Having been a part of her journey with wildlife for over a decade, he wishes she was around to see Lakshmi (Padmaja), an elephant she helped rescue and bring up, march this Dasara.

    Rangaraju recalls that he would be deputed on the request of the Wadiyar princess to assist with the raising of the elephants.

    “But the way she struggled, her efforts one cannot imagine. Not just in terms of care and concern, she also spent a great deal of her own money to bring up these rescued elephants,” explains Rangaraju, who continues to serve in the forest department even after retirement.

    Faarin inda milkmaid tarsoru aanegalige england inda (she would have milkmaid imported from England). She may not have tended to her own children the way she tended to the elephant babies,” he says nostalgically remembering how she would constantly seek his services and advise him about the upkeep of elephants to the last detail.

    Even after she would handover the elephants to the department, “Awarigey manasu niltirlilla (she couldn’t stop herself) and would say she has to see her ‘maris (young ones)‘ at least once every ten days. And every time she visited she would get food worth thousands for the elephants, and these elephants too would come running the minute she would call for them,” says Rangaraju.

    Narrating umpteen tales of how she would call and keep a check on every single animal that she had taken care of, even when she could not go see them or if she heard of any incidents involving them, Rangaraju's voice has a sense of despair as he says, “Enandru amma irbekithamma” (Whatever else, she should have been here).

    Vishalakshi Devi ensured that her three elephants were not ‘given away’ by the department to other states last year. “When I informed her that the names of these three were also in the list that was to go to Uttarakhand and Assam, she spoke to the concerned officials and said, ‘They are my children. I will provide for their upkeep if need be but do not send them away,’ and ensured they did not go away,” says Rangaraju, recalling how her daughter Shrutikirti Devi too had tears in her eyes.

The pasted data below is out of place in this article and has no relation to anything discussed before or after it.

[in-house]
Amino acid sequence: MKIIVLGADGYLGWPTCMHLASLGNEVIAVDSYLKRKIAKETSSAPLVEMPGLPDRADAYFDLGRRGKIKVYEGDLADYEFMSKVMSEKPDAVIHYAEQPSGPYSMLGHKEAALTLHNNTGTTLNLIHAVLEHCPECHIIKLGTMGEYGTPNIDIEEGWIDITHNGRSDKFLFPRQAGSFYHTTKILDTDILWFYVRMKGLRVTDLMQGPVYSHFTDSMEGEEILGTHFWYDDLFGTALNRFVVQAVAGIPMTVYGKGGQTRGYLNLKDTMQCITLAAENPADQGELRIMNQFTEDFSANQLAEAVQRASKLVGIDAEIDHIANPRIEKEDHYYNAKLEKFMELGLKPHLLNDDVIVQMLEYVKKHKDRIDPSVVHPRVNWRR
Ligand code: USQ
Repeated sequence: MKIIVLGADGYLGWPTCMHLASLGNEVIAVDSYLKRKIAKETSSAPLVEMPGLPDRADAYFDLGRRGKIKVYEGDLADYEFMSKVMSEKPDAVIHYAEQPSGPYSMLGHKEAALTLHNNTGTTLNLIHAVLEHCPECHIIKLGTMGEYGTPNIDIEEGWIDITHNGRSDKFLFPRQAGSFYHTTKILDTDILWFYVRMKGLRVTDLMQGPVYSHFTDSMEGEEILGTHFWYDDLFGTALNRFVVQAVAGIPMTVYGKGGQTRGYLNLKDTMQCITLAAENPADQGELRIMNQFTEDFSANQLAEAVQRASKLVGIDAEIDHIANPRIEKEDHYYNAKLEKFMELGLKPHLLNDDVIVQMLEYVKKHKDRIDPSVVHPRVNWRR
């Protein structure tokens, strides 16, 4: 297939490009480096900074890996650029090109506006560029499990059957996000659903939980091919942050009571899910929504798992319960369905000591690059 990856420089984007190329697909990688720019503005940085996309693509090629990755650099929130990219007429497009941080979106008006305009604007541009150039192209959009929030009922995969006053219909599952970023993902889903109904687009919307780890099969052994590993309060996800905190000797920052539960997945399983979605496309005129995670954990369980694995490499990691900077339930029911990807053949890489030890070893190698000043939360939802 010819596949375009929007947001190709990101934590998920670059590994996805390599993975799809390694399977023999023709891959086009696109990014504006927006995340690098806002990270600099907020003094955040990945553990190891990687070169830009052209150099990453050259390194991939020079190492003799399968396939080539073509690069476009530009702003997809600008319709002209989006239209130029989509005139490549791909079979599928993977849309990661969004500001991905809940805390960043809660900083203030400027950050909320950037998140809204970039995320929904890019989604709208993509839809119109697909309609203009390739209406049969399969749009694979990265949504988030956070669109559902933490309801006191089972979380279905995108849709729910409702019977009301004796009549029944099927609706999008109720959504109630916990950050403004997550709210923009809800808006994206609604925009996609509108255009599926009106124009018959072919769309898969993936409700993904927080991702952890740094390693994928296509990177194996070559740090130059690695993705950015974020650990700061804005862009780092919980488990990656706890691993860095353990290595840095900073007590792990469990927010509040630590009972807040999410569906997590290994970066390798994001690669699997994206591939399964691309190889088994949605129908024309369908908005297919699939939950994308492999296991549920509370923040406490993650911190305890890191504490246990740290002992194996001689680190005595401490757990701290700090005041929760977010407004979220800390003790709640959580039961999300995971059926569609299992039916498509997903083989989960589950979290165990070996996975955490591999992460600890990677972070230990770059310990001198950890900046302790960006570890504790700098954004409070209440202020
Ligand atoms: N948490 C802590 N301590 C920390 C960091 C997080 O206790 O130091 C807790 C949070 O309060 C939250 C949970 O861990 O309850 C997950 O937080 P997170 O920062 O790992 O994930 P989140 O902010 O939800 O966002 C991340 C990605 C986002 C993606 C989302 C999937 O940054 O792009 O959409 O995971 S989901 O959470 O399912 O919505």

Shrutikirti Devi carries forward the legacy of love for the gentle giants that her mother, she says, inherited from her father. While holidays meant international tours for most other royals, Vishalakshi Devi took her children to the forest each summer and initiated them into caring for and being in harmony with wildlife.

    “She was initiated by my grandfather (Jaya Chamaraja Wadiyar). She had grown up accompanying him into the forests though she gave the hunting trips a miss for she just could not take it,” says Shrutikirti Devi.

    “As for us, when we grew up, our house was full of animals and birds — from ducks to horses, to rabbits and pigeons, and all else,” she adds, reminiscing how she looked forward to Dasara mainly as an opportunity to be with Gajendra, her uncle’s (Srikantadatta Narasimharaja Wadiyar) ‘pattada aane’ (state elephant).

    Vishalakshi Devi, along with her husband had also set up a wildlife resort — Tusker Trails — in Bandipur where they also tended to elephants. Until her health failed her, her trips to the forests had her foster tuskers come up to her and reciprocate the love that they were used to receive from her; they would chase her and be pampered by her like it was to her that they did belong.

    But it is not all as glamorous as it looks, says Shrutikirti Devi. “It is a lot of hard work. Because it requires a great deal of patience and diligence. From hygiene to the mood swings and temperament to health, raising these animals, it consumes all of you and her all she did give,’ explains Shrutikirti Devi as she looks back at her mother’s journey with the animals.

    “She loved being charged by the elephants — she got some thrill out of it, which was nerve-wracking for the others. Because we would be worried if we are going to make it out alive. Especially when you are a kid and you have this huge thing biting off the bar of your gypsy, it can be quite scary but she would be laughing,” says Shrutikirti Devi, talking about the memorable moments in the wilderness that she’s had with her mother.

    Those who shared their lives with the late Wadiyar princess are yet to come to terms with her absence. But the work she has left behind is something they look to carry forward. For she was a princess who treated wildlife as royally as they deserve to be treated.

    Get Swarajya in your inbox.